A new report by BMO Global Commodities Research suggests that while overall Chinese trade is struggling — looking beyond headline figures, mining firms have few reasons to worry.
US trade is in freefall and total Chinese imports may be down 5% compared to last year but, says BMO, imports of raw materials and ores “continue their seemingly perpetual upward trend.”
China’s iron ore purchases in August totalled just under 95m tonnes, up 4.2% from July and 6.2% from last year, customs data showed, marking the highest level of imports since January 2018.
Iron ore imports are set to reach another record in 2019, with annualized shipments running at 1.12 billion tonnes, despite the fall in output following the deadly dam burst in Brazil in January.
Similarly, China’s imports of copper concentrate are up 10.8% in the first eight months of the year compared to same period in 2018. Unrefined copper imports are running at an annualized rate of 21.4 million tonnes, on course to handily beat 2018’s record 19.7 million tonnes. The strong performance comes despite zero growth in global copper mine supply.
Imports of bauxite, the primary ore for manufacturing aluminium, are up by more than 30% year to date and and nickel ore shipments to China have expanded by 15% in 2019. Related: Are Bonds In A Bubble?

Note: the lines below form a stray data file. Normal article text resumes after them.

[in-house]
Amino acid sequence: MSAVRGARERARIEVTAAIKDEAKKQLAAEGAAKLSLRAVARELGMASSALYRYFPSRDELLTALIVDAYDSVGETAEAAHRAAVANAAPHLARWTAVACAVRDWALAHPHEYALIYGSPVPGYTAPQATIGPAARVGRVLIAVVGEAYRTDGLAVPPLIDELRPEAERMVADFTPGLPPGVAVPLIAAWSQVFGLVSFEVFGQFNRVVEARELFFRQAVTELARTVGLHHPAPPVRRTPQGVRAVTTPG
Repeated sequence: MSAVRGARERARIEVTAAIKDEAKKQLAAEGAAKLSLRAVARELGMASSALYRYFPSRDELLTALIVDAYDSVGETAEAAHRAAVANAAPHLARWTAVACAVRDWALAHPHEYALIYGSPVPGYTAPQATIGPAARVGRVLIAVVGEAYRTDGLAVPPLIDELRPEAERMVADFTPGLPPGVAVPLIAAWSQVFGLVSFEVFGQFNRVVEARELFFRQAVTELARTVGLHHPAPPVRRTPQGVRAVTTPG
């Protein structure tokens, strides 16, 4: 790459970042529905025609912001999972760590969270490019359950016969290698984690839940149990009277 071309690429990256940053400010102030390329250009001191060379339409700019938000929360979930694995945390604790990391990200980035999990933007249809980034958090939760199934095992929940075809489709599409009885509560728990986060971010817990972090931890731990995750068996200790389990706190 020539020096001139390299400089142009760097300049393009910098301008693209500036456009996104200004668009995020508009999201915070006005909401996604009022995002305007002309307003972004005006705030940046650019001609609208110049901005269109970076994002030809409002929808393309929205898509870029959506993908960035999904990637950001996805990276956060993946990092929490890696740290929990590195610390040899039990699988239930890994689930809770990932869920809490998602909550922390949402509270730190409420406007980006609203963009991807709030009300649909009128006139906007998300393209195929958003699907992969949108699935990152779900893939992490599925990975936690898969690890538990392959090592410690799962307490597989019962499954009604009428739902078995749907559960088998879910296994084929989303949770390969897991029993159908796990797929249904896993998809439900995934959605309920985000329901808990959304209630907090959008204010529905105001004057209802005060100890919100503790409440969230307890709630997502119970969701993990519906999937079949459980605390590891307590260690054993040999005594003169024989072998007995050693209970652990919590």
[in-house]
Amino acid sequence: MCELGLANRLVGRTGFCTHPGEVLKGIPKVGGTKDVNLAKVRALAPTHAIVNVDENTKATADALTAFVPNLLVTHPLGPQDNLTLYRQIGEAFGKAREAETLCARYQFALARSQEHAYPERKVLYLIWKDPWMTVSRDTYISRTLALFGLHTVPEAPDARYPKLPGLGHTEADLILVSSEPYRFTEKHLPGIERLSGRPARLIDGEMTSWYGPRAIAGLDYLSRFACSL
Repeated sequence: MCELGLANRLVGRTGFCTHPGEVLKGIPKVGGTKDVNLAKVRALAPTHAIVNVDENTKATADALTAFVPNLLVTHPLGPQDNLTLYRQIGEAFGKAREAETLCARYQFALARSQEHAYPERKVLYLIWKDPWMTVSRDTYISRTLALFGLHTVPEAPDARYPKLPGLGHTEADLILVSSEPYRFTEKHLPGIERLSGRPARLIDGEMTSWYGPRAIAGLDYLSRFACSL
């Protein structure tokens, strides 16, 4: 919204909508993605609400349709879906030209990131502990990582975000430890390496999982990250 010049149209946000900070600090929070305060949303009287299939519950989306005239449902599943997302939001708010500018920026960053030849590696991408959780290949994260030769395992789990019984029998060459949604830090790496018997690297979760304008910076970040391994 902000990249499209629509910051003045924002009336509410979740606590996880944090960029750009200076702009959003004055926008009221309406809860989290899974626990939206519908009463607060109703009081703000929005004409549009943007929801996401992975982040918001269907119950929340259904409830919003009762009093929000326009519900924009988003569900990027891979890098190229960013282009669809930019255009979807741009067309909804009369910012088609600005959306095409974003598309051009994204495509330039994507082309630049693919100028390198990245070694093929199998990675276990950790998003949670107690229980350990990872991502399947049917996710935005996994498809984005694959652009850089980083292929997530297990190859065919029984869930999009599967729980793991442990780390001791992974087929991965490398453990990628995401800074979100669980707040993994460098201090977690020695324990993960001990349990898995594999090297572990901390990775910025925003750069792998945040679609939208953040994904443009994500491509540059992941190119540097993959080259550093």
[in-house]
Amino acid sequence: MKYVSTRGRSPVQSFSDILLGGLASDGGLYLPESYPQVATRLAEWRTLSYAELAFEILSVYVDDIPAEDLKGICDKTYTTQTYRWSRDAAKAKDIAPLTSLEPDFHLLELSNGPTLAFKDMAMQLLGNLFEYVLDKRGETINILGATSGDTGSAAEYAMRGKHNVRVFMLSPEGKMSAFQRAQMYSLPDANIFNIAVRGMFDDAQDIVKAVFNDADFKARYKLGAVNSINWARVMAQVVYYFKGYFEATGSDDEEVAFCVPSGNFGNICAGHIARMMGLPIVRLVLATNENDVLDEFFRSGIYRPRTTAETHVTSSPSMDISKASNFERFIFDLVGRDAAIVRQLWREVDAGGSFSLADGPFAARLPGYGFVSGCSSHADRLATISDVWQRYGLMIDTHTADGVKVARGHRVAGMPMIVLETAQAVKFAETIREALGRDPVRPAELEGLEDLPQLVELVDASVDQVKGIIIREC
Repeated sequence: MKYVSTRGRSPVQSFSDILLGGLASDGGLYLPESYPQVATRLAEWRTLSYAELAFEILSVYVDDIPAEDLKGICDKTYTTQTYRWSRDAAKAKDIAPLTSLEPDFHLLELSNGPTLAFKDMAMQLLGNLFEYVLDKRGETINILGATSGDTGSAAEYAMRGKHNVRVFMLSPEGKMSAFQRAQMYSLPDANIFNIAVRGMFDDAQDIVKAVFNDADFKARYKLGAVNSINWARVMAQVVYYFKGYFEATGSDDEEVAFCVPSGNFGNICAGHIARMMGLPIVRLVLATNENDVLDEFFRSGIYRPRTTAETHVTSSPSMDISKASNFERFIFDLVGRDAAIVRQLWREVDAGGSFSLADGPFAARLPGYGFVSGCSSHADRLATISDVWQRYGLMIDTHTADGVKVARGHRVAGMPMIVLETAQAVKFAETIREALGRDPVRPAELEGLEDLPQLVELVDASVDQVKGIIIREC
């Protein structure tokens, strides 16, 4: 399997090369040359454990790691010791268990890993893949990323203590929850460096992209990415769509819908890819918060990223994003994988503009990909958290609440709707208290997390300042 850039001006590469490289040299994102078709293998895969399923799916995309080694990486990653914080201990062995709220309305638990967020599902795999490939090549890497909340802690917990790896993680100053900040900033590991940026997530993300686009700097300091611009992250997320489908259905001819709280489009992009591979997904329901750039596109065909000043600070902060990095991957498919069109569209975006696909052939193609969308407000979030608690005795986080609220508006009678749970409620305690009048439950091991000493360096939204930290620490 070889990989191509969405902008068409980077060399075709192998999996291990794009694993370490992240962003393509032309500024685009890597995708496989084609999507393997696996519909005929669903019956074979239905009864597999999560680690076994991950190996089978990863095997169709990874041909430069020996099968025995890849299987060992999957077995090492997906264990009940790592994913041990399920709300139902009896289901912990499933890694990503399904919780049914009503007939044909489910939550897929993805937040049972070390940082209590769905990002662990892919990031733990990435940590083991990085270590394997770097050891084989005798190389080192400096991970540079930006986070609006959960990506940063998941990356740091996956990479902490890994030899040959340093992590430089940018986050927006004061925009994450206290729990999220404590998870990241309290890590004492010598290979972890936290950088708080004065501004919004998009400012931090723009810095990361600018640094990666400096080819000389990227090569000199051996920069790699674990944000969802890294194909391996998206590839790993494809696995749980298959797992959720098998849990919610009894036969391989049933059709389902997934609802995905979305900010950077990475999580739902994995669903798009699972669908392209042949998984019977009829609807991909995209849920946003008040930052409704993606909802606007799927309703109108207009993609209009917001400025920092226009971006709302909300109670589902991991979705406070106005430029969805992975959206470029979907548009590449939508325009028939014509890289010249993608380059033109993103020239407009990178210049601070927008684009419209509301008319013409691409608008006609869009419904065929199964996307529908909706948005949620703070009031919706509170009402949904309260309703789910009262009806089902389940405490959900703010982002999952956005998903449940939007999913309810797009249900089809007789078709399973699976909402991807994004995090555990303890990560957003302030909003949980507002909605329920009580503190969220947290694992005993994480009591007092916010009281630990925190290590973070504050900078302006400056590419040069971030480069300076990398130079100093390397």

BMO points out that even the coal trade is buoyant, despite the many import restrictions placed on the fuel by Beijing.
In our opinion, while the trade war has caused many problems for China, it has not shaken the overall commodity business model of importing raw materials, having enough process capacity and ideally exporting a small amount of finished product as an inflation hedge.
With this, Chinese sourcing of commodity raw materials remains highly strategic. Indeed, with both crude oil imports and refined product exports both rising, oil is increasingly following metal’s path in this regard.
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